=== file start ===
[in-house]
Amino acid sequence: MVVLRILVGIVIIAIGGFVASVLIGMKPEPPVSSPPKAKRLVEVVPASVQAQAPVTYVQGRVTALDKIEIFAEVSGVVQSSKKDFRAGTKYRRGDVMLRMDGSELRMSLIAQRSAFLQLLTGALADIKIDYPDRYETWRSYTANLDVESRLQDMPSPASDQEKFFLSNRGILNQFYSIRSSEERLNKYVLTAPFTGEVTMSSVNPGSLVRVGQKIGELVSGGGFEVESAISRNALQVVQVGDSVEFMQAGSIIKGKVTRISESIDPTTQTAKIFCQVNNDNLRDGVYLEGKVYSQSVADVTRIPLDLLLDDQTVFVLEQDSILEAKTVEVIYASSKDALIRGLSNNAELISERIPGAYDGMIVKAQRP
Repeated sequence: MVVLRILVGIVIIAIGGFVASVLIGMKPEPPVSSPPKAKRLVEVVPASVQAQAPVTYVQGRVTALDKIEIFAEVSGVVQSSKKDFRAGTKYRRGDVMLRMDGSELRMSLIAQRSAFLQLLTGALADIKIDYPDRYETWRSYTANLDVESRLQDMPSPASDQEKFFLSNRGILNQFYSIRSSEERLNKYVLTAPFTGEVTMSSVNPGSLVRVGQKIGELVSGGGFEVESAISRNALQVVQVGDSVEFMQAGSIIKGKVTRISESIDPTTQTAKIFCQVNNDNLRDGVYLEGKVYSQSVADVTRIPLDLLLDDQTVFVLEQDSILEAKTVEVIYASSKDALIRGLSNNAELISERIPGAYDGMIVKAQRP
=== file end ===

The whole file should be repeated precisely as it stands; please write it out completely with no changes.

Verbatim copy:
[in-house]
Amino acid sequence: MVVLRILVGIVIIAIGGFVASVLIGMKPEPPVSSPPKAKRLVEVVPASVQAQAPVTYVQGRVTALDKIEIFAEVSGVVQSSKKDFRAGTKYRRGDVMLRMDGSELRMSLIAQRSAFLQLLTGALADIKIDYPDRYETWRSYTANLDVESRLQDMPSPASDQEKFFLSNRGILNQFYSIRSSEERLNKYVLTAPFTGEVTMSSVNPGSLVRVGQKIGELVSGGGFEVESAISRNALQVVQVGDSVEFMQAGSIIKGKVTRISESIDPTTQTAKIFCQVNNDNLRDGVYLEGKVYSQSVADVTRIPLDLLLDDQTVFVLEQDSILEAKTVEVIYASSKDALIRGLSNNAELISERIPGAYDGMIVKAQRP
Repeated sequence: MVVLRILVGIVIIAIGGFVASVLIGMKPEPPVSSPPKAKRLVEVVPASVQAQAPVTYVQGRVTALDKIEIFAEVSGVVQSSKKDFRAGTKYRRGDVMLRMDGSELRMSLIAQRSAFLQLLTGALADIKIDYPDRYETWRSYTANLDVESRLQDMPSPASDQEKFFLSNRGILNQFYSIRSSEERLNKYVLTAPFTGEVTMSSVNPGSLVRVGQKIGELVSGGGFEVESAISRNALQVVQVGDSVEFMQAGSIIKGKVTRISESIDPTTQTAKIFCQVNNDNLRDGVYLEGKVYSQSVADVTRIPLDLLLDDQTVFVLEQDSILEAKTVEVIYASSKDALIRGLSNNAELISERIPGAYDGMIVKAQRP